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Markets hit by Greece impasse, after Tsipras renews pledge to ax bailout debt

  • Greece's Prime Minister Alexis Tsipras packs his papers after his government's policy statement at the parliament in Athens, on Sunday, Feb. 8, 2015. Tsipras came to power two weeks ago riding a wave of hope for change. But his pledge to rewrite the bailout agreement that has kept the country afloat for nearly five years doesn't depend on him alone. (AP Photo/Thanassis Stavrakis)

    Greece's Prime Minister Alexis Tsipras packs his papers after his government's policy statement at the parliament in Athens, on Sunday, Feb. 8, 2015. Tsipras came to power two weeks ago riding a wave of hope for change. But his pledge to rewrite the bailout agreement that has kept the country afloat for nearly five years doesn't depend on him alone. (AP Photo/Thanassis Stavrakis)  (The Associated Press)

  • Greece's Prime Minister Alexis Tsipras addresses the parliament during his government's policy statement in Athens, on Sunday, Feb. 8, 2015. Tsipras came to power two weeks ago riding a wave of hope for change. But his pledge to rewrite the bailout agreement that has kept the country afloat for nearly five years doesn't depend on him alone. (AP Photo/Thanassis Stavrakis)

    Greece's Prime Minister Alexis Tsipras addresses the parliament during his government's policy statement in Athens, on Sunday, Feb. 8, 2015. Tsipras came to power two weeks ago riding a wave of hope for change. But his pledge to rewrite the bailout agreement that has kept the country afloat for nearly five years doesn't depend on him alone. (AP Photo/Thanassis Stavrakis)  (The Associated Press)

  • Evzones, Greek Presidential Guards, changing of the guard at the tomb of the unknown Soldier outside the parliament in Athens, on Monday, Feb. 9, 2015. Investors hammered Greece's markets on Monday after the country's new government renewed a pledge to seek bailout debt forgiveness, setting up a clash with European lenders. (AP Photo/Thanassis Stavrakis)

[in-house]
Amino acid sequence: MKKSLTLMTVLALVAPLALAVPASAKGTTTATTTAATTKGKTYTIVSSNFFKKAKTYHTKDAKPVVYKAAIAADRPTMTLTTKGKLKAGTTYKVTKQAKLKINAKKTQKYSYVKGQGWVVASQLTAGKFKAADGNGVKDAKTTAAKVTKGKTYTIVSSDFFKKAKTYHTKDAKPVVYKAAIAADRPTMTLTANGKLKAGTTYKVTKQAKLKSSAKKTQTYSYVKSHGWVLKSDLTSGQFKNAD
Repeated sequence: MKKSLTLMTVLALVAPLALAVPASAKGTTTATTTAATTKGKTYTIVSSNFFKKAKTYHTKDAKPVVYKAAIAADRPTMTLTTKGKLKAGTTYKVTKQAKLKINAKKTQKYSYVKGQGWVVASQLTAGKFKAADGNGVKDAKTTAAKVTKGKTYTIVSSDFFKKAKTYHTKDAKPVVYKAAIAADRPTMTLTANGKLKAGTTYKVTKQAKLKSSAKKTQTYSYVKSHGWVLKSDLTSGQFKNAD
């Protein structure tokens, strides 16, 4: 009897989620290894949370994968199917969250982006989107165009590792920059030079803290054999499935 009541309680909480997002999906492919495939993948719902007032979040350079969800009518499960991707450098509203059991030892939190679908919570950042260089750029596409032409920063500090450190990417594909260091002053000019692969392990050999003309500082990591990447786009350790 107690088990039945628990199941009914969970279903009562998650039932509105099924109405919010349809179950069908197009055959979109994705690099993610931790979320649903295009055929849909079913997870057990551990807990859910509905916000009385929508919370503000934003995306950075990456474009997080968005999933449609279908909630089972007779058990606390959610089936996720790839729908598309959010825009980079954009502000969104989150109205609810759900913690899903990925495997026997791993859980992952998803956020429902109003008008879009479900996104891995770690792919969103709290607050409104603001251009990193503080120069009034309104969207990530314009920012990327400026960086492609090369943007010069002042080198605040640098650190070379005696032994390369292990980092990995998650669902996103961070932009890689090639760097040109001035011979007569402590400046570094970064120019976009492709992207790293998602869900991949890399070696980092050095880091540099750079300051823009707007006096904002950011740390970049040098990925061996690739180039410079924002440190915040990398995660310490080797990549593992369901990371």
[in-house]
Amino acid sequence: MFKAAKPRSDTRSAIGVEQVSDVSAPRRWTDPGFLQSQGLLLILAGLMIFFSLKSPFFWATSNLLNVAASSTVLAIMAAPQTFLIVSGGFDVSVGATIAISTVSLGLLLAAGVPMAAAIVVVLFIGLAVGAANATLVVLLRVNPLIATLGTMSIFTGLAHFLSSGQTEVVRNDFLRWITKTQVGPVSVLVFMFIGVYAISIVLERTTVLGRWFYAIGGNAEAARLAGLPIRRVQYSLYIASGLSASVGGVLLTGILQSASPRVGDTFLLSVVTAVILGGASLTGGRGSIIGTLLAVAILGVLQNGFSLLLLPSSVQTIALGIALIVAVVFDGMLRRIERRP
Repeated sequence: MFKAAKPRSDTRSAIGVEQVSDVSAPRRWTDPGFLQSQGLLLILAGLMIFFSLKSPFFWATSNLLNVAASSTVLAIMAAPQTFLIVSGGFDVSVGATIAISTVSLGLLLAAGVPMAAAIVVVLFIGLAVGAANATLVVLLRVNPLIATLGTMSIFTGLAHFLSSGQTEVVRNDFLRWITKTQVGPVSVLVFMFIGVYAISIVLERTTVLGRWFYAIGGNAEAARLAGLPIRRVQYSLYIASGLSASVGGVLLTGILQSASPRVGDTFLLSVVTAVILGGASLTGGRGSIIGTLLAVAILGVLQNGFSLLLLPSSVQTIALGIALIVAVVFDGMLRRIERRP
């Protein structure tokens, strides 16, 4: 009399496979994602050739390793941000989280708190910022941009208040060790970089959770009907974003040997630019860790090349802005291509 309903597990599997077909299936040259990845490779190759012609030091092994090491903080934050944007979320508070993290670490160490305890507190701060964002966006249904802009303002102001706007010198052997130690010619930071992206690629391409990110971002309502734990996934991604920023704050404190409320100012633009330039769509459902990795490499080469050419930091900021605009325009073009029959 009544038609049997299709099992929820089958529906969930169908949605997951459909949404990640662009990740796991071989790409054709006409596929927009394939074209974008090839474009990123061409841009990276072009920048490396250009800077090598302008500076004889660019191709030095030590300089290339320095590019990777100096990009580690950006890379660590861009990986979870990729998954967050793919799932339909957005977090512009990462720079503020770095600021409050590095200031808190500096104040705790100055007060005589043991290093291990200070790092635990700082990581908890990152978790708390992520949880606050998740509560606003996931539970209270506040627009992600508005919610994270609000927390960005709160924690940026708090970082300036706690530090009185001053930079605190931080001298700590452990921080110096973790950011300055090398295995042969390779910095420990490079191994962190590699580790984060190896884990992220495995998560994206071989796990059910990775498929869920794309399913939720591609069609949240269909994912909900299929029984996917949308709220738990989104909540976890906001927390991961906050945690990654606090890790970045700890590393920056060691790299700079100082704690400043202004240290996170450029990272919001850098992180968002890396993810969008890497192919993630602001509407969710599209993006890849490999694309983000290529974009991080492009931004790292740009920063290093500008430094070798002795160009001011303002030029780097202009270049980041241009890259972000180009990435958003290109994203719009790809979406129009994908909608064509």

Evzones, Greek Presidential Guards, changing of the guard at the tomb of the unknown Soldier outside the parliament in Athens, on Monday, Feb. 9, 2015. Investors hammered Greece's markets on Monday after the country's new government renewed a pledge to seek bailout debt forgiveness, setting up a clash with European lenders. (AP Photo/Thanassis Stavrakis)  (The Associated Press)

Shares on the Athens Stock Exchange have opened sharply lower after Greece's new government renewed a pledge to seek bailout debt forgiveness despite growing pressure from European lenders to stick to austerity.

Amid wider European losses, Greek shares were down 4.2 percent in early trading Sunday, while borrowing rates were back up, pushing yields on the country's 3-year-bonds to more than 18 percent.

Prime Minister Alexis Tsipras in his inaugural speech in parliament late Sunday described an election pledge by his left wing Syriza party to seek debt restructuring as "irrevocable."

Tsipras argues Greece's debt will be increasingly unsustainable unless it receives generous repayment relief that would allow its battered economy to recover.